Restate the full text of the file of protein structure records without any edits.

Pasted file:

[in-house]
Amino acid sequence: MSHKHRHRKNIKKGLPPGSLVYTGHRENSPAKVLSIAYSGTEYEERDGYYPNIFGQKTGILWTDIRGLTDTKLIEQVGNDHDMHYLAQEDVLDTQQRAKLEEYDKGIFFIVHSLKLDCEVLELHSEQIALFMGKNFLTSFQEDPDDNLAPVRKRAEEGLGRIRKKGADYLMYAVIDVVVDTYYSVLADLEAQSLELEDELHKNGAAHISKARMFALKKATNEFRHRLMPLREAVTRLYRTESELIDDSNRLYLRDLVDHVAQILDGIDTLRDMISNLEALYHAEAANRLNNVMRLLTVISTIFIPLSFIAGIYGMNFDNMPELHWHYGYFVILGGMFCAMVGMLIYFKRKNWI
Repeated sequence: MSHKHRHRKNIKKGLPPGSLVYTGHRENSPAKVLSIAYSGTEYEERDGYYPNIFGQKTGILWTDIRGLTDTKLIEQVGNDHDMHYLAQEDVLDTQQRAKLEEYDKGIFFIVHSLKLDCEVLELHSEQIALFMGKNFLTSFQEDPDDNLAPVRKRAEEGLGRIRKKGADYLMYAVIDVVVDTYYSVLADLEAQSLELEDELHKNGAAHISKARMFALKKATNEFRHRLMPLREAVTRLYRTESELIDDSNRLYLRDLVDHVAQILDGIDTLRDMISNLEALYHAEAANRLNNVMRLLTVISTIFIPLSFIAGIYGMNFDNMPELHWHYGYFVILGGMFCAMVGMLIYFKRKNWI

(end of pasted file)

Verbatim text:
[in-house]
Amino acid sequence: MSHKHRHRKNIKKGLPPGSLVYTGHRENSPAKVLSIAYSGTEYEERDGYYPNIFGQKTGILWTDIRGLTDTKLIEQVGNDHDMHYLAQEDVLDTQQRAKLEEYDKGIFFIVHSLKLDCEVLELHSEQIALFMGKNFLTSFQEDPDDNLAPVRKRAEEGLGRIRKKGADYLMYAVIDVVVDTYYSVLADLEAQSLELEDELHKNGAAHISKARMFALKKATNEFRHRLMPLREAVTRLYRTESELIDDSNRLYLRDLVDHVAQILDGIDTLRDMISNLEALYHAEAANRLNNVMRLLTVISTIFIPLSFIAGIYGMNFDNMPELHWHYGYFVILGGMFCAMVGMLIYFKRKNWI
Repeated sequence: MSHKHRHRKNIKKGLPPGSLVYTGHRENSPAKVLSIAYSGTEYEERDGYYPNIFGQKTGILWTDIRGLTDTKLIEQVGNDHDMHYLAQEDVLDTQQRAKLEEYDKGIFFIVHSLKLDCEVLELHSEQIALFMGKNFLTSFQEDPDDNLAPVRKRAEEGLGRIRKKGADYLMYAVIDVVVDTYYSVLADLEAQSLELEDELHKNGAAHISKARMFALKKATNEFRHRLMPLREAVTRLYRTESELIDDSNRLYLRDLVDHVAQILDGIDTLRDMISNLEALYHAEAANRLNNVMRLLTVISTIFIPLSFIAGIYGMNFDNMPELHWHYGYFVILGGMFCAMVGMLIYFKRKNWI